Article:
A phenomenal feeling
Photo courtesy of Candice Ward
By Jennifer Parraga, BA'93
Before leaving for South Korea, Dr. Leanne Peters, BSc’02, MD’06, wondered if it would ever sink in that she was actually at the Olympics.
Turns out it did.
“It’s difficult to put the experience into words,” she said in a recent interview upon her return from PyeongChang. “It was a once in a lifetime opportunity, and an incredible journey. Our team bonded so well, and just being a member of Team Canada at the Olympics was such a phenomenal feeling.”
Dr. Peters served as the team doctor for the Canadian Olympic Women’s Hockey Team, and was a member of Team Canada’s host staff.
A sports fan and athlete, Dr. Peters is a family physician, who specializes in sport medicine. She met Doug Stacey, a member of the physiotherapy team at Fowler Kennedy Sport Medicine Clinic who is on the medical team of Hockey Canada, while doing a fellowship at Fowler Kennedy, and he offered her a position on the team. During the past 10 years, she has worked with the National Women’s hockey programs.
Dr. Peters’ journey with the 2018 team began many months before the Olympics. Two and half weeks before the games began, the whole team travelled to South Korea.
In preparation for the games, the team, coaching and medical staff lived outside of the Olympic Village. Their 12 to 15 hour days were jam packed with practise, training, and exhibition games against Korean men’s hockey teams. And when they weren’t on the rink or in the gym, they kept busy with team, staff and medical meetings, and strength and conditioning sessions.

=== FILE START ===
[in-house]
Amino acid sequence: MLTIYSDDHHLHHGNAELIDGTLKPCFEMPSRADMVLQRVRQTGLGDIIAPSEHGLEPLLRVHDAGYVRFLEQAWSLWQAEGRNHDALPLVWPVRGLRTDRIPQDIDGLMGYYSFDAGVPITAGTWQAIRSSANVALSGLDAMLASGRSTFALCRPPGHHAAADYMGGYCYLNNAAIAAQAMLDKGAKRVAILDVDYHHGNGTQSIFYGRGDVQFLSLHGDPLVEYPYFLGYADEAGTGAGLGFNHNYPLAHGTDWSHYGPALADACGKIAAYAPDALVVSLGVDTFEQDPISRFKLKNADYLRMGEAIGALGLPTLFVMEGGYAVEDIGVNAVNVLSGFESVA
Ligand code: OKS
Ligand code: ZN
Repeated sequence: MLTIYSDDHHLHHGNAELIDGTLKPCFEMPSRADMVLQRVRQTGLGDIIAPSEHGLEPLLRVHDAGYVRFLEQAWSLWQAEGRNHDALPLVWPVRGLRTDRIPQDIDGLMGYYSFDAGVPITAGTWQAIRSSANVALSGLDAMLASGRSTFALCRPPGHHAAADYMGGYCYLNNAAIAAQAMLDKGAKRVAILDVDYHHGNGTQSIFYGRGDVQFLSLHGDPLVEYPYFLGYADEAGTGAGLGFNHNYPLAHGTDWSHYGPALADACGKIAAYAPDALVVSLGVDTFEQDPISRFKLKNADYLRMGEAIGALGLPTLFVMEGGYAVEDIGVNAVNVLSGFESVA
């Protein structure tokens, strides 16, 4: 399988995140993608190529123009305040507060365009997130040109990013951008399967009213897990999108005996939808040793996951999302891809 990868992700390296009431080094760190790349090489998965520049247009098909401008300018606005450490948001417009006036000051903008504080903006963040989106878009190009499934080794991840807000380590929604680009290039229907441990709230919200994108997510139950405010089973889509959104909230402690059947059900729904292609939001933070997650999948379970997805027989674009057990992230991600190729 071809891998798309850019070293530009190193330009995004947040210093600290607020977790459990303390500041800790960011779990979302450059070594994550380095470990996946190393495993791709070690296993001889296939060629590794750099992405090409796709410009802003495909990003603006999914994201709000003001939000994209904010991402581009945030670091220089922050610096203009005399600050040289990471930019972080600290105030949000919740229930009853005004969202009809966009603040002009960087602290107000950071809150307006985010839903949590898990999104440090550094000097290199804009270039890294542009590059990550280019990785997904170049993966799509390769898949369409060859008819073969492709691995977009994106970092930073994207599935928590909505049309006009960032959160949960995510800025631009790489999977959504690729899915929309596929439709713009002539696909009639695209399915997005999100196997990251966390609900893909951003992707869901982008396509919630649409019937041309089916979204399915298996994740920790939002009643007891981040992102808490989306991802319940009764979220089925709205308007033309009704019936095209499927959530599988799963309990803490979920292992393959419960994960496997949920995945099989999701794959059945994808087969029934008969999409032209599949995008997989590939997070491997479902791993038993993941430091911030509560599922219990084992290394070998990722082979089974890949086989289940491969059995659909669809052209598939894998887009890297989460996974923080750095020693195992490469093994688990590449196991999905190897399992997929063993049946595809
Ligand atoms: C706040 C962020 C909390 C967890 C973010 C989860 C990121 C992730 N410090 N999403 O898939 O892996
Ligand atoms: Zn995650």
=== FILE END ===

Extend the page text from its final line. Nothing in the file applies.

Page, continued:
Dr. Peters said that despite the busy schedule, they did manage to do some sightseeing and travelled to Seoul and Incheon, where they sampled traditional Korean barbeque.
Once the team moved into the Olympic Village, the reality of games began to sink for Dr. Peters.
She proudly recalls watching the opening ceremonies in Canada House, and singing the national anthem during the flag raising ceremony.
“It was an amazing experience,” she said.
The excitement grew for the team and Dr. Peters with each win. When they weren’t playing, Dr. Peters worked shifts at the medical clinic for all Team Canada athletes. and she had an opportunity to watch other events including the snowboard slalom.
With a goal to win gold, Dr. Peters says that the team was initially heartbroken with their second place result. In time, though, that changed as they reflected on the positive aspects of their incredible journey and they felt proud of what they had accomplished.
In the end, Dr. Peters is very thankful to have worked with the team.
“Canada is so well received, and I felt so much pride in wearing the maple leaf. My son and daughter were able to watch me walk in the closing ceremonies; it was phenomenal,” she said.
Dr. Peters will take a year off from the Olympic team as part of their normal process. She’ll return fulltime to her practice in Stratford and her role as an adjunct faculty member with Schulich Medicine & Dentistry, Western University. It’s too soon to know how much she’ll be involved in the future, but she’s definitely open to reliving the dream again.